A data analysis method is proposed to cluster and explore spatio-temporal characteristics of the 22 years of precipitation data (1982-2003) for Taiwan. The wavelet transform self-organizing map (WTSOM) framework combines the wavelet transform (WT) and a self-organizing map (SOM) neural network. WT is used to extract dynamic and multiscale features of the non-stationary precipitation time-series, and SOM is applied to objectively identify spatially homogeneous clusters on the high-dimensional wavelet-transformed feature space. Haar and Morlet wavelets are applied in the data preprocessing stage to preserve the desired characteristics of the precipitation data. A two-level SOM neural network is applied to identify clusters in the wavelet space in the clustering stage. The performance of clustering is evaluated using silhouette coefficients. The results indicate that singularities or sharp transitions are more significant than changes in the periodicity or data structure in the spatial-temporal precipitation data. The WTSOM results show that six clusters are optimal for both Haar and Morlet wavelet functions, but their corresponding geographic locations are different. The geographic locations of clusters based on the Haar wavelet, which captures the occurrence of extreme hydrological events, appear in blocks while those classified by the Morlet wavelet, which indicates periodicity changes and describes fine structures, appear in strips that cross the island of Taiwan. Principal component analysis is applied to the precipitation data of each cluster. The first principal components explain 62-90% of the total variation of data. Characteristics of precipitation data for each cluster are explored using scalogram analysis. The results show that both extreme hydrological events and periodicity changes appear in the spatial and temporal precipitation data but with different characteristics for each cluster. Recognizing homogeneous hydrologic regions and identifying the associated precipitation characteristics improves the efficiency of water resources management in adapting to climate change, preventing the degradation of the water environment, and reducing the impact of climate-induced disasters. Measures for countering the stress of precipitation variation for water resources management are provided.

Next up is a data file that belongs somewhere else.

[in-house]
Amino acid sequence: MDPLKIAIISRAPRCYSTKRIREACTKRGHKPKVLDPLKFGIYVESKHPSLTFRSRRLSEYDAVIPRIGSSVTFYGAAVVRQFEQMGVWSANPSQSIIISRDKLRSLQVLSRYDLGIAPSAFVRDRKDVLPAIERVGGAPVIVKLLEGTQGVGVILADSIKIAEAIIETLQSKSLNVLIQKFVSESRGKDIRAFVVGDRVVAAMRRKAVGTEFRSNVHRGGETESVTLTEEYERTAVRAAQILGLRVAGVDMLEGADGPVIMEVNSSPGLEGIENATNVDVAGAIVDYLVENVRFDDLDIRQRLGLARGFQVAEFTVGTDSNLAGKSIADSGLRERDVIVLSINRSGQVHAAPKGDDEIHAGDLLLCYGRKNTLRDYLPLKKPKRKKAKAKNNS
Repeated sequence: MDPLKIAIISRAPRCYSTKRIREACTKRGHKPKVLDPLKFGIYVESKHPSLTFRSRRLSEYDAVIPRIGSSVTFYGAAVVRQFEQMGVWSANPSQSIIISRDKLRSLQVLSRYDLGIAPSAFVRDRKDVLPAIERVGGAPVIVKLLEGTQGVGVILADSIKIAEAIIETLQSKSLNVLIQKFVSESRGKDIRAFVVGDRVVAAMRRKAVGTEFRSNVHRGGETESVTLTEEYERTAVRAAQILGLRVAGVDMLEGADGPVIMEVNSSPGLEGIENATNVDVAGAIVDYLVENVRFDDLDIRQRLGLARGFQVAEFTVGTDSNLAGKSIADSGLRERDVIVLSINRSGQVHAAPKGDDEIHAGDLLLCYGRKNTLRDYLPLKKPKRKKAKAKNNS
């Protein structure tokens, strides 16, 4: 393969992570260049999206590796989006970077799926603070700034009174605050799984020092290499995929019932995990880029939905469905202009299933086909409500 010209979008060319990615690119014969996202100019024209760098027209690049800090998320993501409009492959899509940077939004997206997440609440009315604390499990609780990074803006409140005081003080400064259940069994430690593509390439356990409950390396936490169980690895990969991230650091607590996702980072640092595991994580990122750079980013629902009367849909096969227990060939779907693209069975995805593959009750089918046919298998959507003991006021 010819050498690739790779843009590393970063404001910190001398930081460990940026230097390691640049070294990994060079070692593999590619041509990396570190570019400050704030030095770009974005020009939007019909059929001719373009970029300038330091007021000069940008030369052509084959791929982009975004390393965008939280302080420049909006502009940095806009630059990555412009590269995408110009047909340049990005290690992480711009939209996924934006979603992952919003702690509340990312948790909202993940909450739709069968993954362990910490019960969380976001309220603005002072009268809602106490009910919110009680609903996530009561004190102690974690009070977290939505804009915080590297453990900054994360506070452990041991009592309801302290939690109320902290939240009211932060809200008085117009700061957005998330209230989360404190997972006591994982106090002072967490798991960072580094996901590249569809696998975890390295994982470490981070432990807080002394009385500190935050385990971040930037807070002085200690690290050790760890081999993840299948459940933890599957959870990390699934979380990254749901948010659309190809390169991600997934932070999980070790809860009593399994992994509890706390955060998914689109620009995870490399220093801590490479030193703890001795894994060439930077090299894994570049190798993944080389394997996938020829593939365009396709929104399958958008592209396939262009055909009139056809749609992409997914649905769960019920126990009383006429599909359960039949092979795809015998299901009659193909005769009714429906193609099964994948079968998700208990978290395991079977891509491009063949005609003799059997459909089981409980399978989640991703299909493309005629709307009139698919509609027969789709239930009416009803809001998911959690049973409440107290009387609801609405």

All Science Journal Classification (ASJC) codes
- Water Science and Technology